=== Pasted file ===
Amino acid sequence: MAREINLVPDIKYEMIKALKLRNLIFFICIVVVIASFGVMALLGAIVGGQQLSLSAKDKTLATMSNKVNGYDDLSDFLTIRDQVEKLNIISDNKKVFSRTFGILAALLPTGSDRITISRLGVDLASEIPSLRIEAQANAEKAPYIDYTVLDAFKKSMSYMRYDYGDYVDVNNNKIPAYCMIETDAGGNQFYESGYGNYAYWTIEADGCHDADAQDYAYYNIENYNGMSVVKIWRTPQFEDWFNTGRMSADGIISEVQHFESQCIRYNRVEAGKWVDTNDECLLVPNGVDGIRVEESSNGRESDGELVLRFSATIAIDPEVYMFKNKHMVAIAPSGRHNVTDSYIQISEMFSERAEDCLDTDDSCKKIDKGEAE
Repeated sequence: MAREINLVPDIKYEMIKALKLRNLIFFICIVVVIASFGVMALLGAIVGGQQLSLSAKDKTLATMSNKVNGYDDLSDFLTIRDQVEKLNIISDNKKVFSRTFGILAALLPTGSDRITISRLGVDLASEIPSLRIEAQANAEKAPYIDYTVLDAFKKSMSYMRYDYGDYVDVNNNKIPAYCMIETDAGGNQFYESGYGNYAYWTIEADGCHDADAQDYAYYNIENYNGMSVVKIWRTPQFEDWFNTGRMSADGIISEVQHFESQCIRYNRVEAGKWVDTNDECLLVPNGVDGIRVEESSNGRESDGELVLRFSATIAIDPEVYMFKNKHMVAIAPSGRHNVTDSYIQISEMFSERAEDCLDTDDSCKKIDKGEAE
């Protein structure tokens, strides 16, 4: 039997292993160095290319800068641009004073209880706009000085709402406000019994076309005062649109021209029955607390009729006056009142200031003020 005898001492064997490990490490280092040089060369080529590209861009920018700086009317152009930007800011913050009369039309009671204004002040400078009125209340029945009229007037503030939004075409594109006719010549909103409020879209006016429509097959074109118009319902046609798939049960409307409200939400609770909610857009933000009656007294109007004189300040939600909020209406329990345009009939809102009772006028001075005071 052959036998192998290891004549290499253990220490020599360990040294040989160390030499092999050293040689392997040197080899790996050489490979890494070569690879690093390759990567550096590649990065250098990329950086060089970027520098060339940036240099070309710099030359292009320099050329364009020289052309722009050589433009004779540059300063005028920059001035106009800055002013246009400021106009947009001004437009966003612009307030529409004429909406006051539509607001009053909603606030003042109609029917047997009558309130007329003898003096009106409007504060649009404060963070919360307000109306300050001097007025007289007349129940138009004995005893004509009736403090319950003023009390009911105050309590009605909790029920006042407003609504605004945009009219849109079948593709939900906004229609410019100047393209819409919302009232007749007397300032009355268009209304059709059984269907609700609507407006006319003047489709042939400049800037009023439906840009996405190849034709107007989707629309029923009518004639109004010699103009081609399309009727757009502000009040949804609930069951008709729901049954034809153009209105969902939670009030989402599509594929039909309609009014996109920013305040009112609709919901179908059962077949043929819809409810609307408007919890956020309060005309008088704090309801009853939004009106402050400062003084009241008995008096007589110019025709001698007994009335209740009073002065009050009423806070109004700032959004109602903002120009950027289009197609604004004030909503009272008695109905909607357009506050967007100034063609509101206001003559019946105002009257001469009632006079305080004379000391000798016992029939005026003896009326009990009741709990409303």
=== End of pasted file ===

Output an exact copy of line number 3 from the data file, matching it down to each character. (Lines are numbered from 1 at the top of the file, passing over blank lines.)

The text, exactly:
């Protein structure tokens, strides 16, 4: 039997292993160095290319800068641009004073209880706009000085709402406000019994076309005062649109021209029955607390009729006056009142200031003020 005898001492064997490990490490280092040089060369080529590209861009920018700086009317152009930007800011913050009369039309009671204004002040400078009125209340029945009229007037503030939004075409594109006719010549909103409020879209006016429509097959074109118009319902046609798939049960409307409200939400609770909610857009933000009656007294109007004189300040939600909020209406329990345009009939809102009772006028001075005071 052959036998192998290891004549290499253990220490020599360990040294040989160390030499092999050293040689392997040197080899790996050489490979890494070569690879690093390759990567550096590649990065250098990329950086060089970027520098060339940036240099070309710099030359292009320099050329364009020289052309722009050589433009004779540059300063005028920059001035106009800055002013246009400021106009947009001004437009966003612009307030529409004429909406006051539509607001009053909603606030003042109609029917047997009558309130007329003898003096009106409007504060649009404060963070919360307000109306300050001097007025007289007349129940138009004995005893004509009736403090319950003023009390009911105050309590009605909790029920006042407003609504605004945009009219849109079948593709939900906004229609410019100047393209819409919302009232007749007397300032009355268009209304059709059984269907609700609507407006006319003047489709042939400049800037009023439906840009996405190849034709107007989707629309029923009518004639109004010699103009081609399309009727757009502000009040949804609930069951008709729901049954034809153009209105969902939670009030989402599509594929039909309609009014996109920013305040009112609709919901179908059962077949043929819809409810609307408007919890956020309060005309008088704090309801009853939004009106402050400062003084009241008995008096007589110019025709001698007994009335209740009073002065009050009423806070109004700032959004109602903002120009950027289009197609604004004030909503009272008695109905909607357009506050967007100034063609509101206001003559019946105002009257001469009632006079305080004379000391000798016992029939005026003896009326009990009741709990409303």